How Dominica's designation of the world's first sperm whale sanctuary can help fight climate change

Sperm whale image via Canva Pro.

There's a reason Dominica is called “The Nature Island.” Lush and verdant, it is known for its rainforests and rivers, sulphur springs and waterfalls. The ability to immerse yourself in the local flora and fauna makes it one of the region's most idyllic eco-tourism destinations — and now, it is also being lauded for creating the world's first sanctuary for sperm whales.

The designation of nearly 800 square kilometres (300 square miles) of ocean on the western side of the island, where the endangered species currently feeds and nurses its young, is a significant move, according to an Associated Press report. Not only can it help improve the whales’ chances of reproduction and survival, but it will also go a long way in battling the effects of climate change.

This is because sperm whales, which can reach up to 15 metres (50 feet) in length, defecate near the surface — all non-vital functions are suspended once they dive to depths of up to 3,000 metres (10,000 feet) — and plankton benefits tremendously from the nutrient-rich faeces, increasing their populations as a result. These plankton blooms, by capturing carbon dioxide in the atmosphere, are vital soldiers in the climate change fight, and Dominica's role cannot be underestimated, since sperm whales that live in the island's waters have been found to poop more than their counterparts in other locations. More excrement equals more plankton, which translates into more CO2, a greenhouse gas, being trapped.

Dominica's prime minister, Roosevelt Skerrit, who also chairs the Caribbean Community (CARICOM) until the end of 2023, has been very outspoken about the adverse effects of the climate crisis on Small Island Developing States (SIDS). In 2018, his country was ravaged by Hurricane Maria, a Category 5 storm. Skerrit, along with other regional leaders, have been making it clear at the last few COP conferences, that the creation of a Loss and Damage Fund is imperative. Island nations like the Caribbean, which contribute the least to global greenhouse gas emissions, are on the frontline of the adverse effects of the climate crisis as, among other things, they are vulnerable to storms and sea level rise, and do not have economies that can pay for the massive losses their countries experience.

Now, Dominica's sperm whale sanctuary is doing its part to help counteract the adverse effects of climate change. It is estimated that fewer than 500 sperm whales live in Dominica's waters, but with young males leaving the pod at some stage, and females typically producing a single calf every five to seven years, their protection is paramount.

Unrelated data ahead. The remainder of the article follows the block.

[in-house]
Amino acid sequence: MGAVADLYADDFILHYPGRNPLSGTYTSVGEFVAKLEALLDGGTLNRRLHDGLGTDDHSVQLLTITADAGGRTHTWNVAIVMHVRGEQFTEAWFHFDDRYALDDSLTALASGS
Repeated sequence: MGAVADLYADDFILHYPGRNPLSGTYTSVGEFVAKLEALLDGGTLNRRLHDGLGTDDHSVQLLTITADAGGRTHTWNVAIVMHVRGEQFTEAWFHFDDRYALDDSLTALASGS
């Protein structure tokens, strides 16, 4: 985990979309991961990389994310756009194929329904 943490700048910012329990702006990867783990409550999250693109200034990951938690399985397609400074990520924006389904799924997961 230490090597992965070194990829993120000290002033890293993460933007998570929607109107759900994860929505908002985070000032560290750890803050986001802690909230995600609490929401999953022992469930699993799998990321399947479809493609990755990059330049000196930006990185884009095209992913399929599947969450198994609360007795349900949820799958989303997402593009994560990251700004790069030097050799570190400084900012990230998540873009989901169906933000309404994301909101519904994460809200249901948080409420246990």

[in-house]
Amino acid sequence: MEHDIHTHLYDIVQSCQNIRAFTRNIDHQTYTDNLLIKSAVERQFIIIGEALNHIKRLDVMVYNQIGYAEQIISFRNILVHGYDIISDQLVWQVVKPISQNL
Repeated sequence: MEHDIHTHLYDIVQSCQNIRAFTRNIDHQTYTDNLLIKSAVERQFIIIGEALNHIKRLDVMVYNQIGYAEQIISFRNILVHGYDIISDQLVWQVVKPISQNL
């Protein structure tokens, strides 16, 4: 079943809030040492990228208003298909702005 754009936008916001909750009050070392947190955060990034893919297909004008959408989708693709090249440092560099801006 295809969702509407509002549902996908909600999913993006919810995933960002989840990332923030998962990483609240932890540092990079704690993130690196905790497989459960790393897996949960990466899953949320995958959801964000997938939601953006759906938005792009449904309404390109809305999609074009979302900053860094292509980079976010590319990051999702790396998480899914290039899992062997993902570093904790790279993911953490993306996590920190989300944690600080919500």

The new protected area, which will allow sustainable artisanal fishing and delineate an international shipping lane, will help augment the sperm whale population by reducing the numbers that are injured or killed by ships or become entangled in fishing nets. The government plans to monitor the area to ensure that the rules are respected, and the tourism regulations surrounding whale watching are enforced, though visitors will still be able to swim with the whales and observe them from boats, albeit in limited numbers.

The announcement, made on November 13, quickly garnered international attention, in both mainstream and social media.

The Facebook group Ocean Azores hoped the Dominican authorities would not let “just anyone swim with them, as that can be disturbing to the animals,” and wondered whether the Azores could follow the Caribbean island's lead and create a whale sanctuary of its own.

Facebook user Isabella Askari said her “heart is full” to see “a country stand[ing] up for marine life”:

[Dominica has] such strict regulations regarding eco tourism. The local scientists and captains know many of these whales by name and can even tell you details of their personalities. They are part of the community and it shows. Dominica sets an example for the world and I hope others begin to learn.

Kelly Cromie added, “Happy to hear these gentle giants are finally being protected!”

Trinidadian environmentalist Ian Lambie shared the good news and some interesting facts about sperm whales, noting that “Dominica has the most social groups, who are used to human presence, offering exceptional interactions.” He added, “Congratulations to the Government of Dominica for this initiative.”

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